Third, we need to follow normal Bible-study methods of observation (“What does it say?”), interpretation (“What does it mean?”), correlation (“How does it fit?”), and application (“How does it work?”). When it comes to Revelation, sometimes we may have to quash our curiosity and be satisfied with “What does it say?” Certain elements in John’s visions were incomprehensible even to his own mind (Revelation 7:1314). Many times we’ll be able to understand what a passage means based on context, a comparison with other Scripture passages, and an interpretation within the book of Revelation itself. Once we understand the proper meaning, we can apply its truth to our own situation. Sometimes the application will be very concrete and personal. Other times it will be more theological and general. Either way, we must be willing to be changed by the visions of Revelation, not just understand them.
Taken from Charles R. Swindoll, Revelation—Unveiling the End, Act 1: The Heavenly Stage Bible Companion (Plano, Tex.: IFL Publishing House, 2006), 10-11. Copyright ? 2006 by Charles R. Swindoll, Inc. All rights reserved worldwide.
Q. So, how should I respond to the book of Revelation and to prophecy in general?
A. When we grasp the power of prophetic truth, it will change our perspective on our everyday lives. While he was in the throne room of God, John cared nothing for his next meal, for the tasks he left unfinished in his home church at Ephesus, or for the trials and tribulations of the persecution he had endured. He didn’t worry about whether or not he left the toaster on, whether his portfolio was performing, or even whether his children would ever come back to the Lord. His response leads us to three timeless truths that will help us put life into perspective in light of eternity.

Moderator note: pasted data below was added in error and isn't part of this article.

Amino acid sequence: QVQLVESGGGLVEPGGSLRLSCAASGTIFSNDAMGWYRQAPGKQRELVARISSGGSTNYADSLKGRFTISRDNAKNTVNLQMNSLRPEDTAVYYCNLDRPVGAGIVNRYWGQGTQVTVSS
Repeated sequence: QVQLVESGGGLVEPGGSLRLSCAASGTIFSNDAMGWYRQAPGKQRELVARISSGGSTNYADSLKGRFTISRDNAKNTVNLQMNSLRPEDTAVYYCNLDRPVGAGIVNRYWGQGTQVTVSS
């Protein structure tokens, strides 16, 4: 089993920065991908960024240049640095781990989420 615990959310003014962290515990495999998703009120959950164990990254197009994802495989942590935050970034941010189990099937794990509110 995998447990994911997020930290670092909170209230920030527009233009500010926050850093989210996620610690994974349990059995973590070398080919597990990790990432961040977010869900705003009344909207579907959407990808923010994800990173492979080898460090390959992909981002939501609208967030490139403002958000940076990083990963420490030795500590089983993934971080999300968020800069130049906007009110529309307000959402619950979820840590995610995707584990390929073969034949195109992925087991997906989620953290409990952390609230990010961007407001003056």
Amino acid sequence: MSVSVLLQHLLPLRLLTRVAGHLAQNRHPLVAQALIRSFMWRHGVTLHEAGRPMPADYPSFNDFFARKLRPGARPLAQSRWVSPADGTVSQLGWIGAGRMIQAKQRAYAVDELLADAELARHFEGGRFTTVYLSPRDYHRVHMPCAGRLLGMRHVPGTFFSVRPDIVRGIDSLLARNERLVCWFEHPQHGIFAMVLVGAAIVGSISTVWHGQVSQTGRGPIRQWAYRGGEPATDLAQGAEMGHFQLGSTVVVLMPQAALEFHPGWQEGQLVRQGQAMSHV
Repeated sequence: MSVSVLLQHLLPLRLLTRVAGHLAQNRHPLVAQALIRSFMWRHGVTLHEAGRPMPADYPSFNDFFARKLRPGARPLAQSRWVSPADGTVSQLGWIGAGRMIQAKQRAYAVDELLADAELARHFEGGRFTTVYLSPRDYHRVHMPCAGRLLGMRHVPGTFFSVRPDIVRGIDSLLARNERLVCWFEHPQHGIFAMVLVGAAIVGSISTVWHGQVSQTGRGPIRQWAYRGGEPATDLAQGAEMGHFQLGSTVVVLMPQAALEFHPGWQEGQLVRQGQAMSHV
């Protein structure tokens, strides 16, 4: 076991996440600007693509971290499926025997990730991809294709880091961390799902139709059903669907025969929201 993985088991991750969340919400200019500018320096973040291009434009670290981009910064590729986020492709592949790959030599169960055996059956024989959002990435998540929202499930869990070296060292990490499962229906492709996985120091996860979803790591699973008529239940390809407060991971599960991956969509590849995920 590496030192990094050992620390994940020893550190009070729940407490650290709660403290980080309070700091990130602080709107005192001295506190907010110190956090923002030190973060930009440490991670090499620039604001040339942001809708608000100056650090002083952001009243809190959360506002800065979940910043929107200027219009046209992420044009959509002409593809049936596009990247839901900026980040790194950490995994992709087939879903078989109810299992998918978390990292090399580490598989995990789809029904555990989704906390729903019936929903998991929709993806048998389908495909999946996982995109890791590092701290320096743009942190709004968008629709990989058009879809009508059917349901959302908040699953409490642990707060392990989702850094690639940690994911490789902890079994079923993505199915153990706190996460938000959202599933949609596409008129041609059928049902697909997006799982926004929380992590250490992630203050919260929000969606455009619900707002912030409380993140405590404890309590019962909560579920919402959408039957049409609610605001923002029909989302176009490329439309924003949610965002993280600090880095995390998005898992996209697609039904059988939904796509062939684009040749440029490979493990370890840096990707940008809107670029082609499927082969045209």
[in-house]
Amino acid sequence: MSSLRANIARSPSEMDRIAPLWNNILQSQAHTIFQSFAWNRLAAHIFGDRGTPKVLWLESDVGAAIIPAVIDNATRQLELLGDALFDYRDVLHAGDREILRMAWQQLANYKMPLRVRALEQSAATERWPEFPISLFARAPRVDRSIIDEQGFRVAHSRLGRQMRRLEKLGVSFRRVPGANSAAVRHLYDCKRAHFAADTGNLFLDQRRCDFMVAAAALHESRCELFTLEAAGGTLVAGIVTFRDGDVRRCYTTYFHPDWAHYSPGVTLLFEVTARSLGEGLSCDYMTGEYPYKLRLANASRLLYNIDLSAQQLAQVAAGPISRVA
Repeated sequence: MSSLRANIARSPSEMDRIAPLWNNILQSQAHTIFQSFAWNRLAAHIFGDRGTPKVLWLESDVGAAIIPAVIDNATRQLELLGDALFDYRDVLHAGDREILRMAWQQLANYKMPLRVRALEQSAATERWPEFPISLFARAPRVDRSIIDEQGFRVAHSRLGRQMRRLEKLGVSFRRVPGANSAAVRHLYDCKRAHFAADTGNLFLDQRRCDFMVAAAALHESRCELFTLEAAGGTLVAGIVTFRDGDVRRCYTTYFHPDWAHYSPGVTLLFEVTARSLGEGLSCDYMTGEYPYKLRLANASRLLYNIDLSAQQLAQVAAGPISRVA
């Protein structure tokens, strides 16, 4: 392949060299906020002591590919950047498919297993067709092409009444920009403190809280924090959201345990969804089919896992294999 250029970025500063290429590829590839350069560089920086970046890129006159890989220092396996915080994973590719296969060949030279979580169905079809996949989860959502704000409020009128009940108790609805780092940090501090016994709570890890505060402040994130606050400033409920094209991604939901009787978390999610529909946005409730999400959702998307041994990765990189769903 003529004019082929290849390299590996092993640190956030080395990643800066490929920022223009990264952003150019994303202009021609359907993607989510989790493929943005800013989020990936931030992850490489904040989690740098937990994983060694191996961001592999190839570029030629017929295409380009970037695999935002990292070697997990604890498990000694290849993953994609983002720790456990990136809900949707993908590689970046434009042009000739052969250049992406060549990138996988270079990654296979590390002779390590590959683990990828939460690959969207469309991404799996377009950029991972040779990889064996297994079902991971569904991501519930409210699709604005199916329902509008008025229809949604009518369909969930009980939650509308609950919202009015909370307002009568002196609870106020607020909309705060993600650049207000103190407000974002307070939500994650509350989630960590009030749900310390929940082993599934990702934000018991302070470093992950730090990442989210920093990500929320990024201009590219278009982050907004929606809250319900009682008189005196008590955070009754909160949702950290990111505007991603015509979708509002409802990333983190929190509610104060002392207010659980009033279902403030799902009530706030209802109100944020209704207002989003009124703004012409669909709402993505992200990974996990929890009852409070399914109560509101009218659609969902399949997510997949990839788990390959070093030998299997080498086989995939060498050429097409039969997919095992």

First, don’t ignore the future. Events are coming that must take place (Revelation 4:1). If God holds the timing and outworking of the end times in His hand, then He also controls all the events leading up to them. As “the Beginning and the End,” He also has complete authority over everything in-between. We are moving continually toward the future, and choosing to ignore the impact of His plan on our own lives will lead to frustration and disappointment.
Second, don’t oversimplify your expectations of heaven. Every portrayal of heaven, every painting and popular image, and every ancient icon fails to come close to reality. John’s vision of heaven—with its symbols and inexpressible encounters—presents us with a brief but overwhelming vision of heaven.
Third, don’t focus on yourself. How easy it is to catch the “end-times fever,” becoming all wrapped up in trumpets and bowls. We’re often like little children who haven’t yet grasped the concept of pointing. Our father or mother points at something spectacular, and we just keep gawking at that fascinating finger! Revelation points us to God. If we focus on the book of Revelation in light of our own interests, preferences, and desires, we’ll miss the object of both heavenly and earthly existence: the glory of God.
Taken from Charles R. Swindoll, Revelation—Unveiling the End, Act 1: The Heavenly Stage Bible Companion (Plano, Tex.: IFL Publishing House, 2006), 127-8. Copyright © 2006 by Charles R. Swindoll, Inc. All rights reserved worldwide.